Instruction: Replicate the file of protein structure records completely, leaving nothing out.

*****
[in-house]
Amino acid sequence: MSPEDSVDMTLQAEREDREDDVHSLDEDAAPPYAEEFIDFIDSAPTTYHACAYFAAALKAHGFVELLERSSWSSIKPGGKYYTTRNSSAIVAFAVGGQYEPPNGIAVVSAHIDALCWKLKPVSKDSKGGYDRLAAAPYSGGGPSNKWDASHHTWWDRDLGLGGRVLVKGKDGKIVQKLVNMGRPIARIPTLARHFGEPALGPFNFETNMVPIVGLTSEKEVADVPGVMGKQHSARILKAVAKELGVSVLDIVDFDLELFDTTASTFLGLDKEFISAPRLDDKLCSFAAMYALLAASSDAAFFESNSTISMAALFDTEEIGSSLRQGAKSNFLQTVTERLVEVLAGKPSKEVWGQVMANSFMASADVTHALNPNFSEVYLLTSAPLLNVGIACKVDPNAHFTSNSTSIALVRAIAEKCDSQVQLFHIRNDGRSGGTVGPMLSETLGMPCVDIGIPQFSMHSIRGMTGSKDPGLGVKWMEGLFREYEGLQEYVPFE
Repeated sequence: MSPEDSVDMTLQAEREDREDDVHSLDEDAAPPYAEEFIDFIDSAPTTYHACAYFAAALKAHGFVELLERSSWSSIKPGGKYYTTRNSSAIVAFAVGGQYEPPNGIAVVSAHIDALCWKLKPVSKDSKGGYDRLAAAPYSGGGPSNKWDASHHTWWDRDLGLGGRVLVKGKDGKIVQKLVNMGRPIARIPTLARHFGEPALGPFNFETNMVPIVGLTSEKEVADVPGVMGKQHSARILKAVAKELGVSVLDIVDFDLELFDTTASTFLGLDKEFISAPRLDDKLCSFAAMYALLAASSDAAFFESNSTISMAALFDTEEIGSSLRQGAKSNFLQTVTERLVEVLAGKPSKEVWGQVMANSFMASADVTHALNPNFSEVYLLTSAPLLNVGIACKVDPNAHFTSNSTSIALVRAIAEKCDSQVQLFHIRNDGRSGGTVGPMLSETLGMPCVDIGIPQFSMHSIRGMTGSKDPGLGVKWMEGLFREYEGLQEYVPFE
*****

[in-house]
Amino acid sequence: MSPEDSVDMTLQAEREDREDDVHSLDEDAAPPYAEEFIDFIDSAPTTYHACAYFAAALKAHGFVELLERSSWSSIKPGGKYYTTRNSSAIVAFAVGGQYEPPNGIAVVSAHIDALCWKLKPVSKDSKGGYDRLAAAPYSGGGPSNKWDASHHTWWDRDLGLGGRVLVKGKDGKIVQKLVNMGRPIARIPTLARHFGEPALGPFNFETNMVPIVGLTSEKEVADVPGVMGKQHSARILKAVAKELGVSVLDIVDFDLELFDTTASTFLGLDKEFISAPRLDDKLCSFAAMYALLAASSDAAFFESNSTISMAALFDTEEIGSSLRQGAKSNFLQTVTERLVEVLAGKPSKEVWGQVMANSFMASADVTHALNPNFSEVYLLTSAPLLNVGIACKVDPNAHFTSNSTSIALVRAIAEKCDSQVQLFHIRNDGRSGGTVGPMLSETLGMPCVDIGIPQFSMHSIRGMTGSKDPGLGVKWMEGLFREYEGLQEYVPFE
Repeated sequence: MSPEDSVDMTLQAEREDREDDVHSLDEDAAPPYAEEFIDFIDSAPTTYHACAYFAAALKAHGFVELLERSSWSSIKPGGKYYTTRNSSAIVAFAVGGQYEPPNGIAVVSAHIDALCWKLKPVSKDSKGGYDRLAAAPYSGGGPSNKWDASHHTWWDRDLGLGGRVLVKGKDGKIVQKLVNMGRPIARIPTLARHFGEPALGPFNFETNMVPIVGLTSEKEVADVPGVMGKQHSARILKAVAKELGVSVLDIVDFDLELFDTTASTFLGLDKEFISAPRLDDKLCSFAAMYALLAASSDAAFFESNSTISMAALFDTEEIGSSLRQGAKSNFLQTVTERLVEVLAGKPSKEVWGQVMANSFMASADVTHALNPNFSEVYLLTSAPLLNVGIACKVDPNAHFTSNSTSIALVRAIAEKCDSQVQLFHIRNDGRSGGTVGPMLSETLGMPCVDIGIPQFSMHSIRGMTGSKDPGLGVKWMEGLFREYEGLQEYVPFE